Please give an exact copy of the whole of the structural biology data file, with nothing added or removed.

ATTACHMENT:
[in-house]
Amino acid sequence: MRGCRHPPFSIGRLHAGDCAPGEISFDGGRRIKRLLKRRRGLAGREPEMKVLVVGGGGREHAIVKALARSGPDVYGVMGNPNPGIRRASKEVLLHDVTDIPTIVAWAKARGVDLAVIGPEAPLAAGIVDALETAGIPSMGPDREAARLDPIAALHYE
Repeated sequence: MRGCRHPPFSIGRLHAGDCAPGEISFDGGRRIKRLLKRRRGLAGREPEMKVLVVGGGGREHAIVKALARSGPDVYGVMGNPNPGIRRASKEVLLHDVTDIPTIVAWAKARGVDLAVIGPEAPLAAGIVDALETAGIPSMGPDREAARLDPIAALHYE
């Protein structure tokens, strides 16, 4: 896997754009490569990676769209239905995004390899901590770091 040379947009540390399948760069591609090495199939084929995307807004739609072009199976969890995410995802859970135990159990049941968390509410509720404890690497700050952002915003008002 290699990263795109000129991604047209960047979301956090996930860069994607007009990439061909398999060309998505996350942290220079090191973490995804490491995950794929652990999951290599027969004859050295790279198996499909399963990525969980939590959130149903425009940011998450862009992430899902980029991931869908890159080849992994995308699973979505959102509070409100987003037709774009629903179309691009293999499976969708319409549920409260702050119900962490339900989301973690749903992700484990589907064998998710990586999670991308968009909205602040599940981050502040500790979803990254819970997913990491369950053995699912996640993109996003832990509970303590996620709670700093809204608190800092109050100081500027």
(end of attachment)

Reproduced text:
[in-house]
Amino acid sequence: MRGCRHPPFSIGRLHAGDCAPGEISFDGGRRIKRLLKRRRGLAGREPEMKVLVVGGGGREHAIVKALARSGPDVYGVMGNPNPGIRRASKEVLLHDVTDIPTIVAWAKARGVDLAVIGPEAPLAAGIVDALETAGIPSMGPDREAARLDPIAALHYE
Repeated sequence: MRGCRHPPFSIGRLHAGDCAPGEISFDGGRRIKRLLKRRRGLAGREPEMKVLVVGGGGREHAIVKALARSGPDVYGVMGNPNPGIRRASKEVLLHDVTDIPTIVAWAKARGVDLAVIGPEAPLAAGIVDALETAGIPSMGPDREAARLDPIAALHYE
């Protein structure tokens, strides 16, 4: 896997754009490569990676769209239905995004390899901590770091 040379947009540390399948760069591609090495199939084929995307807004739609072009199976969890995410995802859970135990159990049941968390509410509720404890690497700050952002915003008002 290699990263795109000129991604047209960047979301956090996930860069994607007009990439061909398999060309998505996350942290220079090191973490995804490491995950794929652990999951290599027969004859050295790279198996499909399963990525969980939590959130149903425009940011998450862009992430899902980029991931869908890159080849992994995308699973979505959102509070409100987003037709774009629903179309691009293999499976969708319409549920409260702050119900962490339900989301973690749903992700484990589907064998998710990586999670991308968009909205602040599940981050502040500790979803990254819970997913990491369950053995699912996640993109996003832990509970303590996620709670700093809204608190800092109050100081500027």